A QbD construct begins by defining and describing a quality target product profile (QTPP), then identifying the product characteristics that directly influence the safety and efficacy of the product (critical quality attributes), then identifying the parameters that influence these attributes (critical process parameters) and finally creating a design space that quantifies how parameter variability will affect quality and performance of the final product.
QTPP describes the desired characteristic of the end product—characteristics such as identity, potency and purity. On the other hand, a critical process parameter (CPP) is a process parameter whose variability has an impact on a critical quality attribute and, therefore, should be monitored or controlled to ensure the process produces the desired quality.
Within the QbD framework, the intersection of QTPP and CPP is described within the design space and specifically the design space describes the interaction of the CPPs and material attributes on QTPPs, and the range of product and process variability that is compatible with maintaining product quality. Variability in CPPs is particularly important within cell therapy manufacturing due to the variability of the input cells and the complex interactions between critical process parameters.
Another important QbD concept is the design of experiments (DOE) which is simply the organized and structured collection of approaches for overtime learning the relationship between input, process characteristics and product outcomes.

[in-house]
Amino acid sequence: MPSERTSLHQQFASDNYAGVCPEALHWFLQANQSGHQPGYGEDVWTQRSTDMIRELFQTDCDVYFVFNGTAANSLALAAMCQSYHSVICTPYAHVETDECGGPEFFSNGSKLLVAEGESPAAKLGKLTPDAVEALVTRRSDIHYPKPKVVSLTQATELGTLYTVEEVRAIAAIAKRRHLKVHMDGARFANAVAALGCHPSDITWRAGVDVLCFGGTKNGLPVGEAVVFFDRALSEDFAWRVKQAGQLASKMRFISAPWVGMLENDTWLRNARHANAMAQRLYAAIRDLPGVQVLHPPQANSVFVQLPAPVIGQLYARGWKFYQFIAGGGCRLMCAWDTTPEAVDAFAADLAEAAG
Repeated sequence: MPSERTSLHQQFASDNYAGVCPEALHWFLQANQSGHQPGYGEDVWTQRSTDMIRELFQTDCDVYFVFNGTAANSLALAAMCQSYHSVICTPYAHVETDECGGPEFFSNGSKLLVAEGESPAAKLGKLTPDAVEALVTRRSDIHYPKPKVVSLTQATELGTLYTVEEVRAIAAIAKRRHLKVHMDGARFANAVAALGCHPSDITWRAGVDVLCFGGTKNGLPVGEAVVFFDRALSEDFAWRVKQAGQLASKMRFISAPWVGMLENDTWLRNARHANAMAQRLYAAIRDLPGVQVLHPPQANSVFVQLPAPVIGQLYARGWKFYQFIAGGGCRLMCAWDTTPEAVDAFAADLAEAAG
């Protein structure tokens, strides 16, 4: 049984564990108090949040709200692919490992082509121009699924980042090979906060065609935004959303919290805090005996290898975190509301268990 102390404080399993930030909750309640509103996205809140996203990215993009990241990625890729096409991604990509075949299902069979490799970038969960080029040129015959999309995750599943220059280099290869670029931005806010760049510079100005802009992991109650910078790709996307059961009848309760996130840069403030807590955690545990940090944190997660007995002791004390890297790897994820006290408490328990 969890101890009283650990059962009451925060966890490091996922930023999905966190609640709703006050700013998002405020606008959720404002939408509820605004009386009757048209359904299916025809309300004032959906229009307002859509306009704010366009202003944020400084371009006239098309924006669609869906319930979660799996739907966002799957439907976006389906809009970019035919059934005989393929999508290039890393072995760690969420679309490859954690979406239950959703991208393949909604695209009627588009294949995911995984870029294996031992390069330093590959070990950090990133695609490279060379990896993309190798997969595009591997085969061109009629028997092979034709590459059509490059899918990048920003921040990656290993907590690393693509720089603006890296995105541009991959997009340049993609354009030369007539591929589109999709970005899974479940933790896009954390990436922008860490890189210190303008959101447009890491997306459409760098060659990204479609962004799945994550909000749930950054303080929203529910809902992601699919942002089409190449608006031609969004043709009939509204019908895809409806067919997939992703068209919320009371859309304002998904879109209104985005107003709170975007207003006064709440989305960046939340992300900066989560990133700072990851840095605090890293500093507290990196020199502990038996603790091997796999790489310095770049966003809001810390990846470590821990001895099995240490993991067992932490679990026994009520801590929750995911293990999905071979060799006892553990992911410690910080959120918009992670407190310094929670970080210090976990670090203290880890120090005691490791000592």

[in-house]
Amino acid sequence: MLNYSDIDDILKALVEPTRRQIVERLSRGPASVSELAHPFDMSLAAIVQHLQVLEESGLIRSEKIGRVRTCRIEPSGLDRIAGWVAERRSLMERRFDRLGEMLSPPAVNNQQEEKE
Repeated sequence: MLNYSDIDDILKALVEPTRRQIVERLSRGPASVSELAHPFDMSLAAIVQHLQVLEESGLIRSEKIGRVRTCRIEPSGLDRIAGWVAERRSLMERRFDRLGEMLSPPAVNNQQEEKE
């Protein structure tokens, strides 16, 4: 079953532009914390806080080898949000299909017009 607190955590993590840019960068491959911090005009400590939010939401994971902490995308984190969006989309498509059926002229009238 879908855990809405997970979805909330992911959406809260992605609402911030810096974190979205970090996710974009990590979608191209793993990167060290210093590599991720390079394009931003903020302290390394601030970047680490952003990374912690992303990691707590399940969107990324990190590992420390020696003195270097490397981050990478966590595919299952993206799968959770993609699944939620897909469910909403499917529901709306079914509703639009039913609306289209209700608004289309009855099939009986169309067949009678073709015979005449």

While QbD approaches and filings are encouraged by the FDA within the small molecule and more established biotherapeutics spaces, it will likely take some time for QbD to be formally applied to the cell therapy space. However, the QbD framework and overall philosophy is quite useful as cell therapies and their development processes mature within the market.
As stated above, HCT/Ps that undergo more than minimal manipulation are governed by section 351 of the Public Health Service Act (PHSA) and are considered indistinguishable from drugs requiring a rigorous regulatory process before being administered within patient populations. Included within the regulatory construct is the application of current good manufacturing processes (CGMP), which provide guidelines for manufacturing, testing, and quality assurance to ensure that a product is safe for use.
Allogenic-derived cells are arguably more similar to traditional pharmaceuticals or biologics from a business model perspective. These products exist within a fairly traditional logistical construct and are scaled to profitably serve numerous patients with the same batch. On the other hand, section 351 autologous cell therapies represent an interesting dilemma. They are more than minimally manipulated, thus fall under FDA regulations as any drug does including CGMP manufacturing regulations. But, how will the FDA, industry and healthcare providers manage hundreds and thousands of new cell therapy CGMP manufacturing sites that will be required as autologous cell therapies gain traction?
Additionally, these CGMP manufacturing sites will likely look a lot different than a traditional pharmaceutical manufacturing plant as stem cell clinics (there are already hundreds around the country) and hospital production theaters continue to emerge and the possibility of bedside manufacturing advances.